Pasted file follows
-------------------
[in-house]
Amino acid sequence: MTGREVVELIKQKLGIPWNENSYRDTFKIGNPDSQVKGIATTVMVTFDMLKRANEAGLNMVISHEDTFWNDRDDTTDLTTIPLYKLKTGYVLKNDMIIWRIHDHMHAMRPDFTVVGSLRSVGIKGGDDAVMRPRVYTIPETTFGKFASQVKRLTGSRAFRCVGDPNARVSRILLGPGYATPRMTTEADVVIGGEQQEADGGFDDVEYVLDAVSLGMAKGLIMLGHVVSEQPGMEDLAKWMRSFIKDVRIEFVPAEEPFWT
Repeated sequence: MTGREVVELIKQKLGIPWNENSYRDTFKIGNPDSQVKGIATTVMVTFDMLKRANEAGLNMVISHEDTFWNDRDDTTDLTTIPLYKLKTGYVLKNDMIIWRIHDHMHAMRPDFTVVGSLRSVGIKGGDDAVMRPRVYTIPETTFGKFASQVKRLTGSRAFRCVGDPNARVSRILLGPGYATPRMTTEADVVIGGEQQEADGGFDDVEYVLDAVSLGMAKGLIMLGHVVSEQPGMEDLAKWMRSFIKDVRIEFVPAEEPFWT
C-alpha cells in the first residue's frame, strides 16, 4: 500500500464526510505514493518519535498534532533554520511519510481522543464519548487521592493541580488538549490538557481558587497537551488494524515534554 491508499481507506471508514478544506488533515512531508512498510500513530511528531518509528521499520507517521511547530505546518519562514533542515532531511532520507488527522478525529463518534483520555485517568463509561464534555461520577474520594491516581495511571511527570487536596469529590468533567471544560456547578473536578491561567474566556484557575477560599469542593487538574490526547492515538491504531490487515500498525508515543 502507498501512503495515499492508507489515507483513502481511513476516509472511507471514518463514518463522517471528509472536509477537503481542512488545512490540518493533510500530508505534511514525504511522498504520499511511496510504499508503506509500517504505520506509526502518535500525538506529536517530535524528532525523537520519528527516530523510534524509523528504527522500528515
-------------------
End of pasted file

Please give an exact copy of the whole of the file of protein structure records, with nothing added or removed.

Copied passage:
[in-house]
Amino acid sequence: MTGREVVELIKQKLGIPWNENSYRDTFKIGNPDSQVKGIATTVMVTFDMLKRANEAGLNMVISHEDTFWNDRDDTTDLTTIPLYKLKTGYVLKNDMIIWRIHDHMHAMRPDFTVVGSLRSVGIKGGDDAVMRPRVYTIPETTFGKFASQVKRLTGSRAFRCVGDPNARVSRILLGPGYATPRMTTEADVVIGGEQQEADGGFDDVEYVLDAVSLGMAKGLIMLGHVVSEQPGMEDLAKWMRSFIKDVRIEFVPAEEPFWT
Repeated sequence: MTGREVVELIKQKLGIPWNENSYRDTFKIGNPDSQVKGIATTVMVTFDMLKRANEAGLNMVISHEDTFWNDRDDTTDLTTIPLYKLKTGYVLKNDMIIWRIHDHMHAMRPDFTVVGSLRSVGIKGGDDAVMRPRVYTIPETTFGKFASQVKRLTGSRAFRCVGDPNARVSRILLGPGYATPRMTTEADVVIGGEQQEADGGFDDVEYVLDAVSLGMAKGLIMLGHVVSEQPGMEDLAKWMRSFIKDVRIEFVPAEEPFWT
C-alpha cells in the first residue's frame, strides 16, 4: 500500500464526510505514493518519535498534532533554520511519510481522543464519548487521592493541580488538549490538557481558587497537551488494524515534554 491508499481507506471508514478544506488533515512531508512498510500513530511528531518509528521499520507517521511547530505546518519562514533542515532531511532520507488527522478525529463518534483520555485517568463509561464534555461520577474520594491516581495511571511527570487536596469529590468533567471544560456547578473536578491561567474566556484557575477560599469542593487538574490526547492515538491504531490487515500498525508515543 502507498501512503495515499492508507489515507483513502481511513476516509472511507471514518463514518463522517471528509472536509477537503481542512488545512490540518493533510500530508505534511514525504511522498504520499511511496510504499508503506509500517504505520506509526502518535500525538506529536517530535524528532525523537520519528527516530523510534524509523528504527522500528515